When a child turns 19 years old, the child is emancipated by operation of law, and the non-custodial parent's obligation to pay current child support terminates. An exception is if the child is incapacitated. In this case, the child support continues during the incapacity or until further order of the court. A court order for the child support to extend beyond 19 years old is required.
The court shall emancipate a child prior to the age of 19 if the court finds that the child:
- Marries; or
- Goes on active duty status with the US Military; or
- The child is not under the care or control of either parent or an individual or agency approved by the court.
The court may terminate a non-custodial parent's support obligation, with or without emancipating the child if the court finds that all of the following circumstances exist:
- The child is at least 18 years old; and
- The child has not attended a secondary school or post-secondary educational institution for the prior 4 months; and
- Is not enrolled in a secondary school or post-secondary educational institution; and
- The child is, or is capable of, supporting himself or herself through employment.
In order for a court to terminate a child support order prior to 19, a petition must be filed with the court. If a non-custodial parent owes any arrearage at the point when the order for child support terminates, he or she is still required to pay the arrearages.
If two or more children are covered by a child support order and one child is emancipated, the amount of the child support is not automatically reduced. The parties must seek a modification of the court order to determine the new amount of support for the remaining child(ren).
If you are ordered to pay support, you are also responsible for payment of the annual support fee (ASFE) for each of your court orders. This fee is sometimes referred to as a "docket fee" or a "clerk fee". The current annual support fee is $55.00. For more information about annual support fees, please click Annual Support Fees.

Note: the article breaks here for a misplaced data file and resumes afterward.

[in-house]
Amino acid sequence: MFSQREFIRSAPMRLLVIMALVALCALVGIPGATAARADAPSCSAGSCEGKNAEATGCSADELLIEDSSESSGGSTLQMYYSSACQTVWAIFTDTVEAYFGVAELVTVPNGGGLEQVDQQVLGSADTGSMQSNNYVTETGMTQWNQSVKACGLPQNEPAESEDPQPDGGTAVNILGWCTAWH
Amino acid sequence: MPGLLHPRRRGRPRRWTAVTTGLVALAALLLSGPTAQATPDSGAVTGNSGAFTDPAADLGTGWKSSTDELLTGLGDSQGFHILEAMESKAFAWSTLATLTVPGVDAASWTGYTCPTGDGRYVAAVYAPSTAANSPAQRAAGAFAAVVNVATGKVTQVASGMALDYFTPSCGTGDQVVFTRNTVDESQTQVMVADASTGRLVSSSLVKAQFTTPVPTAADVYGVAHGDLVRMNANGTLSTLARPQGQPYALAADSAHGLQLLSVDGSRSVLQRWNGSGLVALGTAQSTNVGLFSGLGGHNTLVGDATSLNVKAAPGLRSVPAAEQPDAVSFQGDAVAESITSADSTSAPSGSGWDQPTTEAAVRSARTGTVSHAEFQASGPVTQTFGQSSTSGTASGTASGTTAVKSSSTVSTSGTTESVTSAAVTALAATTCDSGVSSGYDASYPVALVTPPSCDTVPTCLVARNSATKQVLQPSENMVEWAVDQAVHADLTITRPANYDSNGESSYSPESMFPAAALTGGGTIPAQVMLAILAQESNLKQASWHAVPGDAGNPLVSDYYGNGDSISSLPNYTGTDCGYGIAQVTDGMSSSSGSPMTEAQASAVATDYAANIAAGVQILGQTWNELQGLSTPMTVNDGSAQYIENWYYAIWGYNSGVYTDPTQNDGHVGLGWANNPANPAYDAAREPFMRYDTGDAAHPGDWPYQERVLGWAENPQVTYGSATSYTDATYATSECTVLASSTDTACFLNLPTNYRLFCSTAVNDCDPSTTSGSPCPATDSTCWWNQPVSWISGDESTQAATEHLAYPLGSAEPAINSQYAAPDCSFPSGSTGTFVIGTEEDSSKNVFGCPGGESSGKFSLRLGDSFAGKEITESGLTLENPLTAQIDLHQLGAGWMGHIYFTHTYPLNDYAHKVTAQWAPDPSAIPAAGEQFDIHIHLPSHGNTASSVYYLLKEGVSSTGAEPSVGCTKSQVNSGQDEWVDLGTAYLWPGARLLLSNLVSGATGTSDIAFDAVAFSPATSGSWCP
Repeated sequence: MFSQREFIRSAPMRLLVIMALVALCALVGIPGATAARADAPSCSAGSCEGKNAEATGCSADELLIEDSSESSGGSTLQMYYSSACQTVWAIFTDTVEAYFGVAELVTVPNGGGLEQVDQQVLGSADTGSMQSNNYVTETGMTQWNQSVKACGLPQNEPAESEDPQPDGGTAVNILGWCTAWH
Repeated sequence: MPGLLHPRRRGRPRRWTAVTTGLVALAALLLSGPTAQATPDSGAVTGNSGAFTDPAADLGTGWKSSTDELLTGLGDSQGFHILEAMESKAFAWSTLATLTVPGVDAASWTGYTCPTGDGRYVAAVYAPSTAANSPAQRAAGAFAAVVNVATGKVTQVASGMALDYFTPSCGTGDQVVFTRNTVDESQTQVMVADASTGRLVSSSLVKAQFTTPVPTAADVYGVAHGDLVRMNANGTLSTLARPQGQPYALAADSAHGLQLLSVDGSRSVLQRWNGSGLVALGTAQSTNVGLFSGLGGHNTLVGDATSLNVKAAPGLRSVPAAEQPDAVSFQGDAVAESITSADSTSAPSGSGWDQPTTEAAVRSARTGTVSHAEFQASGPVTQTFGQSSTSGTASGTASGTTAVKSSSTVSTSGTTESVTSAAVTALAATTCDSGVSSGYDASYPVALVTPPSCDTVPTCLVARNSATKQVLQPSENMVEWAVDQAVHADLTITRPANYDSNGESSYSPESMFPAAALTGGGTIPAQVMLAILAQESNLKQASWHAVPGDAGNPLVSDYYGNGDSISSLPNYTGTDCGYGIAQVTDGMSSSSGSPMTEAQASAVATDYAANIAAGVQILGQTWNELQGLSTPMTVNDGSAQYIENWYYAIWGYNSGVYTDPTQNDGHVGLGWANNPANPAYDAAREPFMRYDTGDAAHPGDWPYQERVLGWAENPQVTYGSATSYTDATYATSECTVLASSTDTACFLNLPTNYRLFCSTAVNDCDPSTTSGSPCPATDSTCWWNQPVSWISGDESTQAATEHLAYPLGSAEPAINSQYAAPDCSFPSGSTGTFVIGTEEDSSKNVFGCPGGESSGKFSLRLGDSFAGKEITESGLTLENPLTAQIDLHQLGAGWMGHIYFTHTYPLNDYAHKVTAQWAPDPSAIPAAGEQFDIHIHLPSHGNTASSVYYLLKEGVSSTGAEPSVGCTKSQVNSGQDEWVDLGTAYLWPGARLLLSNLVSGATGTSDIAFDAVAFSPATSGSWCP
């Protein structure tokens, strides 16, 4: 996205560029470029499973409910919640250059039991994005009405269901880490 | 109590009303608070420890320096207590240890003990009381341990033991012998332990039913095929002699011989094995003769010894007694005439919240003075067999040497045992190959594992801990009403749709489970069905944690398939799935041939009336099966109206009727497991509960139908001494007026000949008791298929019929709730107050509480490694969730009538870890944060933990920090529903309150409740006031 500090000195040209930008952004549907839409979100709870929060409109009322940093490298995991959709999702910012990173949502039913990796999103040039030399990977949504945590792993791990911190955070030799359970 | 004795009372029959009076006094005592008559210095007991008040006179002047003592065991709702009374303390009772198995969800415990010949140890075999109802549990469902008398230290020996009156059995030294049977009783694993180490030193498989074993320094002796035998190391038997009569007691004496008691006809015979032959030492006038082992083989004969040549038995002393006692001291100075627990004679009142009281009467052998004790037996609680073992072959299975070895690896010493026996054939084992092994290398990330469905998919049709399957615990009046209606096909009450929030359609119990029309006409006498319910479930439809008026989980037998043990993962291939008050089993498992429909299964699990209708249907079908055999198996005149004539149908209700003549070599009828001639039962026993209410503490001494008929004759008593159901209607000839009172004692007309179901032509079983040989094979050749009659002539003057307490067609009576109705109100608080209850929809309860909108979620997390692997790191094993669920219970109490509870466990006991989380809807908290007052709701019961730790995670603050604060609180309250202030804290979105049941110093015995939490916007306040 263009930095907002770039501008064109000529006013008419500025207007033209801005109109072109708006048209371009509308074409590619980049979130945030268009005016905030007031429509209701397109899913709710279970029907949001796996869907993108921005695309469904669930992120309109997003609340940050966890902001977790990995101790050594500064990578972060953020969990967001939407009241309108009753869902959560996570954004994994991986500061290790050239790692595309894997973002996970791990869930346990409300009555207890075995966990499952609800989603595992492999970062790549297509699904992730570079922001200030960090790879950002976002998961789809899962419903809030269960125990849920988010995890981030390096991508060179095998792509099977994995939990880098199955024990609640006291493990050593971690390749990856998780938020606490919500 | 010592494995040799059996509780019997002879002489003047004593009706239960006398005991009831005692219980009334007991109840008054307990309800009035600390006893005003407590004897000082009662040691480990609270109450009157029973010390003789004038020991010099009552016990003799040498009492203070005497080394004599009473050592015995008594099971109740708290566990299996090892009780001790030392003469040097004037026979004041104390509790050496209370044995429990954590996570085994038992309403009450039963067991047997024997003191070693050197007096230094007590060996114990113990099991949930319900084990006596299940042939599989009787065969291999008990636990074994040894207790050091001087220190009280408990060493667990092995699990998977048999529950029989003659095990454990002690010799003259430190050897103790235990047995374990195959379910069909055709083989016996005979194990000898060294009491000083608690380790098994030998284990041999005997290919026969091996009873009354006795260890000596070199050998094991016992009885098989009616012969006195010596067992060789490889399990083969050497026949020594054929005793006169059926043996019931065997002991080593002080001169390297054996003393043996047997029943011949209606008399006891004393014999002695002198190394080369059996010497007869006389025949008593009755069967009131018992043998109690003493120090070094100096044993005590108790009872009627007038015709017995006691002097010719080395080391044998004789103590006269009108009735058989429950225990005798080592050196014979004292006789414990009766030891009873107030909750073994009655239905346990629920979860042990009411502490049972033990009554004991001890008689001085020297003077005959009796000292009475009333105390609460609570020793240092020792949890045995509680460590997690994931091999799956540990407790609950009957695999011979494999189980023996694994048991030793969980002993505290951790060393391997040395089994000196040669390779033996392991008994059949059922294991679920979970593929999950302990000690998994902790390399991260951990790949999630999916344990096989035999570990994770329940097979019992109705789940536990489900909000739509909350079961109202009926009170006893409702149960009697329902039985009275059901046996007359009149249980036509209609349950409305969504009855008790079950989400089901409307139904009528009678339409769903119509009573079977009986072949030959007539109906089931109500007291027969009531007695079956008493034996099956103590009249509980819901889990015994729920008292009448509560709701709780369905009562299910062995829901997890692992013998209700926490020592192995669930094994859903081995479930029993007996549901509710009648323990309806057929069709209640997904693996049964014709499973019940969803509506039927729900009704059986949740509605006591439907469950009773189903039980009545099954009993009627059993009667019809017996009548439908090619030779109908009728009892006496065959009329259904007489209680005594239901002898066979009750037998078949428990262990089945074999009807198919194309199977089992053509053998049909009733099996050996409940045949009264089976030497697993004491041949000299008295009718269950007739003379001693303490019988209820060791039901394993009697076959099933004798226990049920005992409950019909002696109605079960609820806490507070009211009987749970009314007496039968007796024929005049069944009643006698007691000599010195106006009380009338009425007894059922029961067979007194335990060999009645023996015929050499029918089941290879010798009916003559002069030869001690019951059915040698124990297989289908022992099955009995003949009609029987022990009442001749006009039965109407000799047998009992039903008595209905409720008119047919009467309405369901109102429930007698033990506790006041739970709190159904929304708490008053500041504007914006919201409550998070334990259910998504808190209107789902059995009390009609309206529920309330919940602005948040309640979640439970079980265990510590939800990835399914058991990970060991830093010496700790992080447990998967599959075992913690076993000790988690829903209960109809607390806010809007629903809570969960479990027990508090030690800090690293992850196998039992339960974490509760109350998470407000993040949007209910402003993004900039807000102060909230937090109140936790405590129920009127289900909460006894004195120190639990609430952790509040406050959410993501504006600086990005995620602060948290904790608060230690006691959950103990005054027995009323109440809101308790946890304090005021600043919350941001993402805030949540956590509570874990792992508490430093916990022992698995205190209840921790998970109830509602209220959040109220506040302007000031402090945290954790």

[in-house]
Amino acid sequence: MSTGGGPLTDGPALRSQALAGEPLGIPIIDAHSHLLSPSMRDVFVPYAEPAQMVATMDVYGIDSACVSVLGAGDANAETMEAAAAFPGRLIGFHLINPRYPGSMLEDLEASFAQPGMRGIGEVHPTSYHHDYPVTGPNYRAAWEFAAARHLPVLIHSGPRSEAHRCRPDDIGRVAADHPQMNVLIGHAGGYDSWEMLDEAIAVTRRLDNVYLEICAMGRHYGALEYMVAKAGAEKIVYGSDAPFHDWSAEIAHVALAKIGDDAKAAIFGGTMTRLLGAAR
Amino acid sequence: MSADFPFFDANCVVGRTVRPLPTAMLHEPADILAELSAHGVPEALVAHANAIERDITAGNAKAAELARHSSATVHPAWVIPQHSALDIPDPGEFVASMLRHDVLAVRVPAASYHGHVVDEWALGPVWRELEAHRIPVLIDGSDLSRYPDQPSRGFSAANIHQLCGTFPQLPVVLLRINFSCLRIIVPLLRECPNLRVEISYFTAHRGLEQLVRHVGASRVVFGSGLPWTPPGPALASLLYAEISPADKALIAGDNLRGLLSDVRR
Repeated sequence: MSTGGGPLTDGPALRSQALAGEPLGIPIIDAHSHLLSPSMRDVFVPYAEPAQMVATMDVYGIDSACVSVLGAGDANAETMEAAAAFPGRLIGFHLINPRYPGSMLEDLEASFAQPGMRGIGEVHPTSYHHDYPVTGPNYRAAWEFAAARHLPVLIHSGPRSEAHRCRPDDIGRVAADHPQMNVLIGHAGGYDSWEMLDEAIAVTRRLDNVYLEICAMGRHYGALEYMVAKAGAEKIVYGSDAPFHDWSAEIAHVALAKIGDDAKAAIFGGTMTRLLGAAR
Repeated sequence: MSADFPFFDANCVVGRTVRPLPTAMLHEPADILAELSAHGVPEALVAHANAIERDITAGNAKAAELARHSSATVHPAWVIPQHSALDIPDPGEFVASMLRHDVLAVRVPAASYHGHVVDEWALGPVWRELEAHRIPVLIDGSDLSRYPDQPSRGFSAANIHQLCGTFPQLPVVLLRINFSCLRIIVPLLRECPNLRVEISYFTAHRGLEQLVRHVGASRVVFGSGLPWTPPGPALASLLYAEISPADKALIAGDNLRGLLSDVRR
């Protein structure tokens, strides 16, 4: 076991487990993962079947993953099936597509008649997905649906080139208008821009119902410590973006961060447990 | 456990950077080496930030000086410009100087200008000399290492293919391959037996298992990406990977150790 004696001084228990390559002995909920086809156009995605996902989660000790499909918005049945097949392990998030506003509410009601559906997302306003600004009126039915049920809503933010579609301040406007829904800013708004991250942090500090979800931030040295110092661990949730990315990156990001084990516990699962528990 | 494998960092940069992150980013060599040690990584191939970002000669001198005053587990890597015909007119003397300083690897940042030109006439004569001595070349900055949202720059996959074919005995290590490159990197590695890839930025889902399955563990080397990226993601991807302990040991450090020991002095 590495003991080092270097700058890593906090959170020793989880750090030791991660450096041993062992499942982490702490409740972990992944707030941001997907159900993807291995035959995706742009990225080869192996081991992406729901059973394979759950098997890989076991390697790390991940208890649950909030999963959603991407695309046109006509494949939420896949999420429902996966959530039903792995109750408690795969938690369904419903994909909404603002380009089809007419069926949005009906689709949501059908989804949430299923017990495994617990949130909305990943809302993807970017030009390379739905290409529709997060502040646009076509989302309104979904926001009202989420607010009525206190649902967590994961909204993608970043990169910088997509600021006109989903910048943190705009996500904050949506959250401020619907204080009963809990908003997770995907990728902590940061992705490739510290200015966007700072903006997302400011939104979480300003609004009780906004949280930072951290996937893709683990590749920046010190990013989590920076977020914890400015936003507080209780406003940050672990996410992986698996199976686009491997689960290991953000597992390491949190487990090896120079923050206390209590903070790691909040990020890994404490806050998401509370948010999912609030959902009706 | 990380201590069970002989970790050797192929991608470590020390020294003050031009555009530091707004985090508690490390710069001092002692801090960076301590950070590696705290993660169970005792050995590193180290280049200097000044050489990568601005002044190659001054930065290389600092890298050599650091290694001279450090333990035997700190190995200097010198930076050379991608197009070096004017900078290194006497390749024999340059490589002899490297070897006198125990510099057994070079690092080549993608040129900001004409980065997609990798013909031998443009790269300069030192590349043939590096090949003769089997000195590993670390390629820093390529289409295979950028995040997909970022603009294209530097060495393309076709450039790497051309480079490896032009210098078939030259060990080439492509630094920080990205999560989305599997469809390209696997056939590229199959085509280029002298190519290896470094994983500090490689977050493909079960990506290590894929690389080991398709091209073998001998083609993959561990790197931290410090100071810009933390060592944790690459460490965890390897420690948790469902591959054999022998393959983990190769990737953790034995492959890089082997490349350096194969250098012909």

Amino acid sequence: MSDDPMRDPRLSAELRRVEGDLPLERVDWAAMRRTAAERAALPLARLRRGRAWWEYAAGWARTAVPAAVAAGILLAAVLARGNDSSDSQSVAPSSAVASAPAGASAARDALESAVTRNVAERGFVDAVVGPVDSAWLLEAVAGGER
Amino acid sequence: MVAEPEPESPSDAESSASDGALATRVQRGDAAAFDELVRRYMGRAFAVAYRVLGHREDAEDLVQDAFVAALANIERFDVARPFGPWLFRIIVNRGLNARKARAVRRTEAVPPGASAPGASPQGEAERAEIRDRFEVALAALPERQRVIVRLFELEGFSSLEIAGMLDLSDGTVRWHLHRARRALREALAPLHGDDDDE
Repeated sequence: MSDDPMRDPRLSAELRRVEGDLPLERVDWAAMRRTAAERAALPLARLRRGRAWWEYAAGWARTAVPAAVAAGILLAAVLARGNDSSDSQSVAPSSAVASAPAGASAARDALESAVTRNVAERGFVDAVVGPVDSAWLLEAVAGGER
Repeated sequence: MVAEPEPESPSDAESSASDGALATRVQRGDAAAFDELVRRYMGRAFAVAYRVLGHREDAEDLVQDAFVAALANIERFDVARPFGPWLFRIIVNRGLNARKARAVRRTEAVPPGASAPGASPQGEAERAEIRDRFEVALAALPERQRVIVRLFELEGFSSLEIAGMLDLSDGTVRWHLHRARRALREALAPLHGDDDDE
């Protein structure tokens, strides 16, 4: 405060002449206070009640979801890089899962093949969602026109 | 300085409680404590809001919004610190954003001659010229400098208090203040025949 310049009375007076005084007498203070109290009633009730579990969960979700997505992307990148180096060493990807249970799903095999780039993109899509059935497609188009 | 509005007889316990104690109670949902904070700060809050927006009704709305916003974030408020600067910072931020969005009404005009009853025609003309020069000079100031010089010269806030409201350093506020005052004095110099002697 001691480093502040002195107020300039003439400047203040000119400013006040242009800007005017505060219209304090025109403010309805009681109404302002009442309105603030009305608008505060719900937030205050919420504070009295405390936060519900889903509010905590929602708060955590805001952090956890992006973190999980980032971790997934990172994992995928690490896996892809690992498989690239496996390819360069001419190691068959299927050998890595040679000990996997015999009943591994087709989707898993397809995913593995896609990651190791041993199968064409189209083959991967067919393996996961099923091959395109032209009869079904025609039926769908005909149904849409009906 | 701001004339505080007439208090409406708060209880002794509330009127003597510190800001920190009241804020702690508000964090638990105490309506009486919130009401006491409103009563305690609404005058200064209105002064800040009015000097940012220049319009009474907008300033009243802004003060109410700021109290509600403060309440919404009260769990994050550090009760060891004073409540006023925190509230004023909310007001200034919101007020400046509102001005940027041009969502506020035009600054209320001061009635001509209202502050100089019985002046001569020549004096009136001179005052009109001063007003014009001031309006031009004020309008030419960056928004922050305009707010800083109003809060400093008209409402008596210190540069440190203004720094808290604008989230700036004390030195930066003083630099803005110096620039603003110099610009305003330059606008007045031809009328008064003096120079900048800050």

How are child support obligations enforced?
Some of the enforcement tools that may be used include:
- Withholding support payments from wages, unemployment compensation and other benefits
- Intercepting federal and state income tax refunds, lottery winnings, and insurance settlements
- Reporting of unpaid support to a credit bureau
- Suspending driver's and professional licenses as well as hunting and fishing licenses
- Applying vehicle liens
- Locating and withholding bank assets
- Cross matching parents who owe support with employer new hire reports
- Denying/revoking passports
- Interfacing data with numerous other federal and state agency systems
How to Pay Court-Ordered Support
If an Income Withholding Order (IWO) was sent to your employer or income payor, they will forward the support withheld from your earnings to the Indiana State Central Collection Unit (INSCCU). However, you are responsible for paying child support until the IWO becomes effective.
How do I pay child support before the IWO is in effect?